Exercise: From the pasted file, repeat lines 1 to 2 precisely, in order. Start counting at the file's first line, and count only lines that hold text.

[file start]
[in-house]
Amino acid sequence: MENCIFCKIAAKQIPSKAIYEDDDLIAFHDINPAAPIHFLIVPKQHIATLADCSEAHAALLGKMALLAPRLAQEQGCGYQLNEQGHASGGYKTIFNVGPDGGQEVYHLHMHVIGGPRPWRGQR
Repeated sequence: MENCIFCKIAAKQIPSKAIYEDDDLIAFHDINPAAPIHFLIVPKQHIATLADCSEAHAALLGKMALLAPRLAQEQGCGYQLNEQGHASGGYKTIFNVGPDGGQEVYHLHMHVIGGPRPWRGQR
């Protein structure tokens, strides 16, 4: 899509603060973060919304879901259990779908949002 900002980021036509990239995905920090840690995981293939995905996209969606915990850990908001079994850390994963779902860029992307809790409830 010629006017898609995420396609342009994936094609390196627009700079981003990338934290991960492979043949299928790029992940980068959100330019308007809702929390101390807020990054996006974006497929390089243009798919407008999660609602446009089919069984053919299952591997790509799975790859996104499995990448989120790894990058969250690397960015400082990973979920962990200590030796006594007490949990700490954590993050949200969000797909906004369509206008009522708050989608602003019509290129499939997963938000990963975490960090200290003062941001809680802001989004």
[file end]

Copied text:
[in-house]
Amino acid sequence: MENCIFCKIAAKQIPSKAIYEDDDLIAFHDINPAAPIHFLIVPKQHIATLADCSEAHAALLGKMALLAPRLAQEQGCGYQLNEQGHASGGYKTIFNVGPDGGQEVYHLHMHVIGGPRPWRGQR